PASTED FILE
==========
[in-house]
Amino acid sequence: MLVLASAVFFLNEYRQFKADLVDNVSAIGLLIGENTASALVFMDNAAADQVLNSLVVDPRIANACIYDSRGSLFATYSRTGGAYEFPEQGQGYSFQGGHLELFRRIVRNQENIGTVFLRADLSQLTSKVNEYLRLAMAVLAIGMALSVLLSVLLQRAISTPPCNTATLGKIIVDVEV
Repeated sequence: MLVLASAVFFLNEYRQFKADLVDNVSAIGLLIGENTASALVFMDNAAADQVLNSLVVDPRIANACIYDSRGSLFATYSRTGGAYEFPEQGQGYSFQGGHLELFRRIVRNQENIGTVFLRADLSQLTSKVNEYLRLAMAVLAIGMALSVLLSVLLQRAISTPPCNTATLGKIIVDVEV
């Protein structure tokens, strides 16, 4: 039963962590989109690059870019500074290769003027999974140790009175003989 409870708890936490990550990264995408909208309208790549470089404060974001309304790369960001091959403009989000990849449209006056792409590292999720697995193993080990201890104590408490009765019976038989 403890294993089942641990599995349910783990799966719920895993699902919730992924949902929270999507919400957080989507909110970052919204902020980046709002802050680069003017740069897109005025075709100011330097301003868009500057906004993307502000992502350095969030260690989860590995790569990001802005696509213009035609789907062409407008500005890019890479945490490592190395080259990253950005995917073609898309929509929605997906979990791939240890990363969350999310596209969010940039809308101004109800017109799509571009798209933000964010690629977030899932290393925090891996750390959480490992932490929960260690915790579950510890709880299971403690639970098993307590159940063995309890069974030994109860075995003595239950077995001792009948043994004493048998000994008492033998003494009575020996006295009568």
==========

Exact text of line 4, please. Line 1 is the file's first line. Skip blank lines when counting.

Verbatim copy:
């Protein structure tokens, strides 16, 4: 039963962590989109690059870019500074290769003027999974140790009175003989 409870708890936490990550990264995408909208309208790549470089404060974001309304790369960001091959403009989000990849449209006056792409590292999720697995193993080990201890104590408490009765019976038989 403890294993089942641990599995349910783990799966719920895993699902919730992924949902929270999507919400957080989507909110970052919204902020980046709002802050680069003017740069897109005025075709100011330097301003868009500057906004993307502000992502350095969030260690989860590995790569990001802005696509213009035609789907062409407008500005890019890479945490490592190395080259990253950005995917073609898309929509929605997906979990791939240890990363969350999310596209969010940039809308101004109800017109799509571009798209933000964010690629977030899932290393925090891996750390959480490992932490929960260690915790579950510890709880299971403690639970098993307590159940063995309890069974030994109860075995003595239950077995001792009948043994004493048998000994008492033998003494009575020996006295009568």